The U.S. Supreme Court declined this week to hear the free speech appeal filed by longtime Vandenberg Air Force Base protestor Dennis Apel, bringing to a close his five-year legal campaign challenging the base commander’s authority to limit who can protest outside the base and where.

Dennis Apel
Paul Wellman

Apel had been charged with trespassing five years ago because he demonstrated against base operations in a free-speech zone commanders had established outside the main gate for just such purposes. Base brass had banned Apel from even that zone after he squirt a syringe of his own blood over the entrance sign to Vandenberg to protest the onset of the Iraq War.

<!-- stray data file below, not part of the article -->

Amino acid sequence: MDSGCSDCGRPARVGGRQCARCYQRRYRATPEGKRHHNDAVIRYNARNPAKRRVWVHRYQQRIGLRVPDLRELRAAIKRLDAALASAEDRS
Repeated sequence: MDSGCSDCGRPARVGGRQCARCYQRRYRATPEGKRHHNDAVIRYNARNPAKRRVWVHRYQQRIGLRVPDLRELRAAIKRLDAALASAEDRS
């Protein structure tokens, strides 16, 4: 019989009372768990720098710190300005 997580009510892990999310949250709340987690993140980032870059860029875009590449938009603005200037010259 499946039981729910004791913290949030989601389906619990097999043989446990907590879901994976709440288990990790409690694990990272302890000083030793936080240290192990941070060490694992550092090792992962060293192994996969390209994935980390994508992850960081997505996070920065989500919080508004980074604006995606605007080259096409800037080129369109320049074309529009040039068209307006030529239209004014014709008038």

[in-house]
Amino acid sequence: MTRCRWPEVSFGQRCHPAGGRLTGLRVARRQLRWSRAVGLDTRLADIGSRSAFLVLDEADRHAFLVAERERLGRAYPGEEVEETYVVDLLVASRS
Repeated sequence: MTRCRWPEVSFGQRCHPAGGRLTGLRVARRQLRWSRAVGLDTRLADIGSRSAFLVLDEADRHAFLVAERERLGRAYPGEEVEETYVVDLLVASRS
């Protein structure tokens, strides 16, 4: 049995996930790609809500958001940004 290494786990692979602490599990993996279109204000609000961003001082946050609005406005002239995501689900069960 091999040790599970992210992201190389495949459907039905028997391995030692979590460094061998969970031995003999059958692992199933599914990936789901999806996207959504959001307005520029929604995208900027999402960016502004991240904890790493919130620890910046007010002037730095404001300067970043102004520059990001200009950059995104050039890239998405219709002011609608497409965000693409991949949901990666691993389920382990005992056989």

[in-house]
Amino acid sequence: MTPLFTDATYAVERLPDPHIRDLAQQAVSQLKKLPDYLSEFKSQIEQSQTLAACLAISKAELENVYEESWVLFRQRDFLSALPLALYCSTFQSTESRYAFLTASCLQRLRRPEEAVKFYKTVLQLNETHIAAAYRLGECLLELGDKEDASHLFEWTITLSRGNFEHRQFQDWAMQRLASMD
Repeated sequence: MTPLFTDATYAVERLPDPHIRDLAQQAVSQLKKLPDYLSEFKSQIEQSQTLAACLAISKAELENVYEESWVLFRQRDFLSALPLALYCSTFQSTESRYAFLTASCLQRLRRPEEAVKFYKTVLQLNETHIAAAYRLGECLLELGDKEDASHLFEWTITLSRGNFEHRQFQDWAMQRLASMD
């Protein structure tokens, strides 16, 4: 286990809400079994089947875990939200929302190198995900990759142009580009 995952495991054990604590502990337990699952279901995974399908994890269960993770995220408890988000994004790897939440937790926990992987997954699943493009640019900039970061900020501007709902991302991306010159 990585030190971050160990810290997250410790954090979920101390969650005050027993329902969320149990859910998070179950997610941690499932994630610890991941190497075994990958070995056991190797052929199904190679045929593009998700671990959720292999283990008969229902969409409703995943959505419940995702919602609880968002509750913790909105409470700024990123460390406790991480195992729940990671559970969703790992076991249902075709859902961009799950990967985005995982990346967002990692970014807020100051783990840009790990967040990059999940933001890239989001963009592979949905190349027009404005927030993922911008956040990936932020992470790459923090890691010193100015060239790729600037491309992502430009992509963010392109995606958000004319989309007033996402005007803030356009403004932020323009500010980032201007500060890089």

Last year, Apel appeared before the Supreme Court, arguing unsuccessfully that he couldn’t be charged with trespassing because the base lacked the exclusive ownership of the road outside the base needed for such a ban to be legal. The base shares that public road with the County of Santa Barbara.

Two Supreme Court justices opined Apel might have a legitimate First Amendment argument instead. Accordingly, he filed an appeal with the Ninth Circuit Court of Appeal on those grounds. Those were rejected with a one-paragraph explanation. When Apel appealed that to the Supreme Court, he received a one-sentence denial early this week.

Apel — who has been protesting at Vandenberg the first Wednesday of every month for 18 years — has since discovered that base commanders quietly reinstated his protest privileges without notifying him. That means he can now protest in the designated zone without fear of further trespass charges.


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